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How To Look For A Lawyer

From Shakespeare to Jay Leno, lawyers are the subject jokes. According
to the jokes, lawyers are unprincipled, lawyers over bill and lawyers
too often tell clients what the client already knew. The truth is that
some lawyers fall within this stereotypical characterization. Run away
from these attorneys as fast as you can!

There is another group of attorneys, however, who you need. These
lawyers are advocates for you when you are in trouble, counselors for
you when you have difficult decisions to make and experts who know the
intricacies of the law. These lawyers are ones you should seek out and
hire — before you even need a lawyer.

Too often, individuals, even sophisticated business executives, wait
until there is a crisis to hire a lawyer. When the crisis occurs,
people scramble to find legal help. As a result, people in need may
turn to the first lawyer they find. While one may get lucky and find an
effective advocate on the first try, a search for a lawyer is best
undertaken before the crisis occurs.

If there is no crisis, a person can approach the selection of a lawyer
with calmness and reason. The prospective client can consult their
other trusted advisors. Insurance agents, accountants and financial
planners often work with lawyers and will gladly give a name of a
competent lawyer. So, too, will business executives you work with,
provided that they like their lawyer. Ask your friends as well.

In looking for a lawyer, one should also consider the internet. If you
Google a few key words, including the location and type of lawyer you
want, you will get a list of names. Check out the lawyer\’s website to
see if there is up to date information on the website. Check to see if
the website of a law firm gives you a sense that the lawyer has
expertise and experience.

You should also check out the attorneys at martindalehubble.com and
bests.com. These sites can help you see how the legal community views a
lawyer and provides ratings for lawyers. Review the credentials listed
to determine if the lawyer meets your needs.

Then, of course, you need to narrow your list. This is often the most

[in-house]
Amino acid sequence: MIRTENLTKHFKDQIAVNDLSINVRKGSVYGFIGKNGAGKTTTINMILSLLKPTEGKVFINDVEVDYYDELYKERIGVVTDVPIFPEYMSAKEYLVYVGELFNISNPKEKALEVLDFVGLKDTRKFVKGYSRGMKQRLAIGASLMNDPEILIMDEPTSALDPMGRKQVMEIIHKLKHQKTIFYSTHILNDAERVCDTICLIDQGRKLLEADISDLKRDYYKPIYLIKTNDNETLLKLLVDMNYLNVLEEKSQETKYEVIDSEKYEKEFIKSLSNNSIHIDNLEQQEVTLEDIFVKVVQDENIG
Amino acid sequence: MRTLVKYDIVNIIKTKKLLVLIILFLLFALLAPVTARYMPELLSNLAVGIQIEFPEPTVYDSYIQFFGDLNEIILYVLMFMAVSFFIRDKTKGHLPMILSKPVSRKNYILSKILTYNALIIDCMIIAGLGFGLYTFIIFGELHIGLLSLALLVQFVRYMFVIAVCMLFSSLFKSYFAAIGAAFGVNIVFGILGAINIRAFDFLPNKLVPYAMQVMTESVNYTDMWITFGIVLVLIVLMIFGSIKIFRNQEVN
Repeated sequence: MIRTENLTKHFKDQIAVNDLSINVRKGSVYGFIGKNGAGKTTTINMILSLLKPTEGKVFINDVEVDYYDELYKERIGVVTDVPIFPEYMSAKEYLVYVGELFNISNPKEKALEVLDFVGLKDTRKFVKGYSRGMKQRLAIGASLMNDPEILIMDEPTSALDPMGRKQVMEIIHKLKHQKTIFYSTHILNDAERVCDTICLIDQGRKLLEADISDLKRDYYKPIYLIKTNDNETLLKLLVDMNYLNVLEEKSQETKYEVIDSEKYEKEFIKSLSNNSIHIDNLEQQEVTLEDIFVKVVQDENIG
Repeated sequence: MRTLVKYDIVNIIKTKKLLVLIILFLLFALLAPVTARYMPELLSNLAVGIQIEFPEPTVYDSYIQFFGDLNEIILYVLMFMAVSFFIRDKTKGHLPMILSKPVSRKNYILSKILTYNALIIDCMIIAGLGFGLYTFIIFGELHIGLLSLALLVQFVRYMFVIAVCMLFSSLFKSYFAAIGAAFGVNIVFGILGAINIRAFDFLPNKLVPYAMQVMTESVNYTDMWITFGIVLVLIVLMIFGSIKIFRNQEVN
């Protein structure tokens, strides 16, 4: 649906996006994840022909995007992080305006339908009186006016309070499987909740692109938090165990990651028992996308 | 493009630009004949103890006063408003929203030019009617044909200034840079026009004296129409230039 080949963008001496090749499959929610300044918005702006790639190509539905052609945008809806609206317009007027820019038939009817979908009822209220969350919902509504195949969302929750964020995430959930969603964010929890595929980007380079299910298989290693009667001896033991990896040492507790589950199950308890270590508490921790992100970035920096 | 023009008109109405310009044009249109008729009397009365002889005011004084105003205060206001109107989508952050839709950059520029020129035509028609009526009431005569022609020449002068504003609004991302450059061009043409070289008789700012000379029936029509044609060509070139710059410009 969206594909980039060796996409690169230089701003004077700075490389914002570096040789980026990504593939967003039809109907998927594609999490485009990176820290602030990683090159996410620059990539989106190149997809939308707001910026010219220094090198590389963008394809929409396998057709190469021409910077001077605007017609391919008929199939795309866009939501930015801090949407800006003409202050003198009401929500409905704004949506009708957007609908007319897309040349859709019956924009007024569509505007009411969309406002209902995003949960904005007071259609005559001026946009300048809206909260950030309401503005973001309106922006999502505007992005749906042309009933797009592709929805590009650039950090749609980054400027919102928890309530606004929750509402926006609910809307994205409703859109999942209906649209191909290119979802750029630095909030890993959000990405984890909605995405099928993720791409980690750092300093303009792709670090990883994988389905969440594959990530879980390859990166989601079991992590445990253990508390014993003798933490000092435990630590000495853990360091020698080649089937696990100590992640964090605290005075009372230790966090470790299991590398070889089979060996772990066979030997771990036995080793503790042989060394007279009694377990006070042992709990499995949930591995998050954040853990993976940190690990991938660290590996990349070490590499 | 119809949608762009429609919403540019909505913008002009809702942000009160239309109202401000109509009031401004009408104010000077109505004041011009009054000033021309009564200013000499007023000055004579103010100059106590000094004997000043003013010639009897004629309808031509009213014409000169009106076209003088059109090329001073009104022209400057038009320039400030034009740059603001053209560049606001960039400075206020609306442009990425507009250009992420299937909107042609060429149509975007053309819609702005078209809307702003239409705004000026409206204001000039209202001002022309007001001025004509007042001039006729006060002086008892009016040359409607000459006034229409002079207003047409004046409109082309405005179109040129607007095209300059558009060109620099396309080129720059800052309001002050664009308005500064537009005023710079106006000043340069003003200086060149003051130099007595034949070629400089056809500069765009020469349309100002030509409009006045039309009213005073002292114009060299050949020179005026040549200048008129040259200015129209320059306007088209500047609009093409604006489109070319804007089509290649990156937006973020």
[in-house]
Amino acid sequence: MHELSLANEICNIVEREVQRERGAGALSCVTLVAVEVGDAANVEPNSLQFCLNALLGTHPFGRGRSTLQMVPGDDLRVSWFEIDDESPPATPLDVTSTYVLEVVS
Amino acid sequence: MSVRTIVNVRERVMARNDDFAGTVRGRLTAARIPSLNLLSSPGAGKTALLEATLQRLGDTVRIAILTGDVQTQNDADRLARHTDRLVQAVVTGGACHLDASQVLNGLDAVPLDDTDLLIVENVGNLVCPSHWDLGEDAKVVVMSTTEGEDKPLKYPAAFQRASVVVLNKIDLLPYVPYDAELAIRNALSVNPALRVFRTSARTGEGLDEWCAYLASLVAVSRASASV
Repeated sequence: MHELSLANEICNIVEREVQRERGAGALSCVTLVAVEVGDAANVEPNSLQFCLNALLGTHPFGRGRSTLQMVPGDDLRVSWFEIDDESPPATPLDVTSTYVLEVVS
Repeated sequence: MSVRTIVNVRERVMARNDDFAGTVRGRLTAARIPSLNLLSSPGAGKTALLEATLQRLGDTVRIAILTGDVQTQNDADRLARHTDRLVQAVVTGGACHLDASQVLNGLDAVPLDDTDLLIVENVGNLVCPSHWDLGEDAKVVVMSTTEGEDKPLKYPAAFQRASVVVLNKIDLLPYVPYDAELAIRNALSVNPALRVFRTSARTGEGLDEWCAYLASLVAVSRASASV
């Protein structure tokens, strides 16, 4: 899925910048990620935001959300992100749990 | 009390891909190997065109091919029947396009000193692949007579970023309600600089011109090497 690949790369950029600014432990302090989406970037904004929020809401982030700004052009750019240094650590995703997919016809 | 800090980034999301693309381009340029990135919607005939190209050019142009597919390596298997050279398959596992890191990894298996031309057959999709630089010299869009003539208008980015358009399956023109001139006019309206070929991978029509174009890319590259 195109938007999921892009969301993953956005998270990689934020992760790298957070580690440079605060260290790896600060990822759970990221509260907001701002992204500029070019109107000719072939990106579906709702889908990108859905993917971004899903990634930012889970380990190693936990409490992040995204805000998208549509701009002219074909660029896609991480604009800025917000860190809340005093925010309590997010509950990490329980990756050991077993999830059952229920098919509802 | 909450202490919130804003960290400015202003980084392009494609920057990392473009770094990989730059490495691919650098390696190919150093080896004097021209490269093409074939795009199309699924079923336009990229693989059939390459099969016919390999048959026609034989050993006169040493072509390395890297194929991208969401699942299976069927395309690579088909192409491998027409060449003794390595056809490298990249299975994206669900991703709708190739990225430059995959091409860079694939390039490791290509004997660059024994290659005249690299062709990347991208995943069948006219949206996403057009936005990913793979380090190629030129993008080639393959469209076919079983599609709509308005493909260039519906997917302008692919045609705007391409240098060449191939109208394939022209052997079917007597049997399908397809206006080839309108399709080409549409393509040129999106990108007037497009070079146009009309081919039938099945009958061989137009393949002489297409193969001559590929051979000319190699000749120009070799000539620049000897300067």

difficult task. You should consider the credentials, but also get a
feel for the attorney. If you feel that an attorney\’s credentials seem
too pedantic for your needs, delete that one from the list. If you feel
in your gut that you would click with that person, star the name.

After you narrowed the list, you should contact the attorney. You may
be able to attend a seminar that the attorney is giving in that area.
Otherwise, call the attorney. Most attorneys are willing to speak with
a potential client without charge for a short period of time. In such a
conversation, you should get a sense as to whether you can work with
that person.

Finally, you should have a face to face meting with the lawyer. At that
time, you have a list of things you want to discuss, including fees for
services. Although you should understand the fee structure, do not let
pricing be the determining factor in selecting a lawyer. After all, a
person with cancer would not select a doctor only by looking at what
the doctor charged.

Finally, one should periodically evaluate whether one\’s lawyer meets
one\’s needs. Sometimes, clients outgrow their lawyers. Sometimes the
lawyer no long clicks with the client. Sometimes the relationship no
longer works. When that happens, one should begin a new search for a
new lawyer before a crisis occurs.

Ms. Lambert rose to national prominence as a litigator with a focus on insurance law in an age when there were few women litigators, particularly in the area of insurance law. Ms. Lambert has spent the last twenty years developing what is now recognized as one of the largest insurance practices in the state of Maryland. She lectures nationally, has received a gubernatorial appointment in the field of insurance, and is sought for her advice by Fortune 500 companies.

Posted in:
Women's Law Issues
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